First Look: Escorpion Tequila Bar and Cantina
Riccardo Ullio's latest Mexican in Midtown
I haven't touched booze in a very long time. The stuff has a funny effect on me. One minute I'm sitting at the bar and two or three days later I'm trying to move into a dumpster. It's really quite magical.
This makes me somewhat out of my element in so-called gastropubs, which capitalize on the fact that many restaurants depend on liquor sales to make a profit. Think about it. It takes a kitchen full of people to produce good food but only one or two "mixologists" to prepare expensive cocktails with esoteric (expensive) brands of booze. Reel 'em in with the food and then get their wallets drunk. Par-tay!
Now, we have a few new gastropubish cantinas opening in town. Last week, I reviewed Big Tex Cantina and this week I visited Escorpion Tequila Bar and Cantina (800 Peachtree St., 678-666-5198). The former specializes in Tex-Mex food but the latter is truer to Mexican dining.
I've had one lunch and two dinners at Escorpion. The first thing you need to know is that the restaurant, owned by Riccardo Ullio of Sotto Sotto and Fritti, has been slammed and, on a Friday night, was so noisy it was impossible to hear normal conversation across a table. Ullio is working on this. Of course, it's not a big deal if you drink. A couple of shots of tequila will make you willing to scream.
The lineage here suggests the state of the restaurant business in our town. Escorpion occupies the space that was formerly Eno, Eno by Zaza and Fifth Street Café. Escorpion itself reproduces the style of Lupe, a Mexican spot that Ullio owned and closed on Juniper Street. Before that, he operated it as Cuerno. He also operated Beleza next door to Lupe, which has also closed. Got that?
Ullio has created an impressionistic décor at Escorpion, one that suggests Mexico without total kitschification. The food does recall Lupe. It's mostly small plates such as ceviche and tacos. There were seven entrée-sized portions during my visits. But don't expect the usual free Mexican rice and refried beans. All sides are extra. That's OK. I don't want them, anyway.
There is one popular standout among starters here — the octopus ceviche compellingly spiced with lime, habanero chiles and grapefruit. Among the five other ceviches, I've tried only the tuna with watermelon, serrano and smoked sea salt. The tuna and watermelon looked disconcertingly — creepily — alike, both in color and knife work. They both melted in the mouth, too.
Another favorite of friends has been the queso fundido made with traditional Cotija cheese and Monterey Jack and bits of chorizo, along with a few strips of charred chiles. Drag chips through the nearly bubbling brew. It grows cooler and stickier and more delicious as you reach the bottom of the iron pan. A simpler queso dip includes the same cheeses but, while pleasingly creamy, doesn't have the spicy edge of the fundido. So get some salsa to dump in it.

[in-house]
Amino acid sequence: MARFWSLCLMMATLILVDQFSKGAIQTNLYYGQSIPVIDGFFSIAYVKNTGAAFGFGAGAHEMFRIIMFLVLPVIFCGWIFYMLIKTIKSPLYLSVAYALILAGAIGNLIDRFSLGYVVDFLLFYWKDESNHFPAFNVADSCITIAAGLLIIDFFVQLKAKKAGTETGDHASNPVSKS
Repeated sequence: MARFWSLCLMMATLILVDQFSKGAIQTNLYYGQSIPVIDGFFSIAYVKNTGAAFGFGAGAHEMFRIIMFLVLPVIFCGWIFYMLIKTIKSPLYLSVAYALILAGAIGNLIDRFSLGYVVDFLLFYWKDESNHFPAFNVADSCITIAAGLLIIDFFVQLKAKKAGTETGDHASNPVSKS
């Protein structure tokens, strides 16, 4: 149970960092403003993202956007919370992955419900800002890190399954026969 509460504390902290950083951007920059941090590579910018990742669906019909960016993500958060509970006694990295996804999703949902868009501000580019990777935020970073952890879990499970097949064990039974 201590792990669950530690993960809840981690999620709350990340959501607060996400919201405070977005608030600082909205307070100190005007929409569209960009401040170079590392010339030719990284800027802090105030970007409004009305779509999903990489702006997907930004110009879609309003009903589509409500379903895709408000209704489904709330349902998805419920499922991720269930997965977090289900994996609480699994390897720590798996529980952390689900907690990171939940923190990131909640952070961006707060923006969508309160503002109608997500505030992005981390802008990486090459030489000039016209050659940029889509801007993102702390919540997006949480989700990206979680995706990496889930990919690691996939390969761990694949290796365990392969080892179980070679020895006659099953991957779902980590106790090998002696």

I've also tried the Caesar salad with fried jalapeños and radishes. It was delivered without the jalapeños but was garnished with radish slices — four of them. When I pointed out the missing jalapeños, they were delivered ... 10 minutes later. And you will need those to add some sharp acidity to what turns out to be a bowl absolutely drenched in dressing. This is the only thing on the menu I urge you to avoid.
I've tried most of the eight tacos, which range from $3.50 to $5 each (with discounts for ordering four at a time). They are made with corn tortillas — singles, not doubles — and I found most of them palatable but honestly on the bland side. That's a subjective evaluation. I don't blame restaurants for cooling the heat after constantly hearing people whine as they order, "It's not too spicy, is it?"
My favorite taco was the one made with portobellos, poblano peppers, corn, onion and Cotija. I liked the carne asada, too. You'll also find fried tilapia, braised tongue, shrimp (fried and sautéed) and braised goat.
My absolute favorite dish was the chicken mole. It was a juicy Springer Mountain breast surrounded by a very competent red mole over rice. I also liked the grilled Scottish salmon over arugula with chayote, avocado and roasted jalapeños.
I've tried both chiles rellenos — one filled with ground beef, Cotija cheese and Monterey Jack, and the other filled only with cheese. I much preferred the latter, although the chiles rellenos itself was overcooked. The beef version did not turn up the raisins and other surprises I expect.
Dessert? Classic tres leches cake — a bit drier than usual — with whipped cream and strawberries.
Verdict? Lots of noisy fun if you swill tequila. The food, taken on its own, could be spicier to suit me and the service was even more confused than I've described here. I doubt the former will change but the latter, knowing Ullio, will radically improve.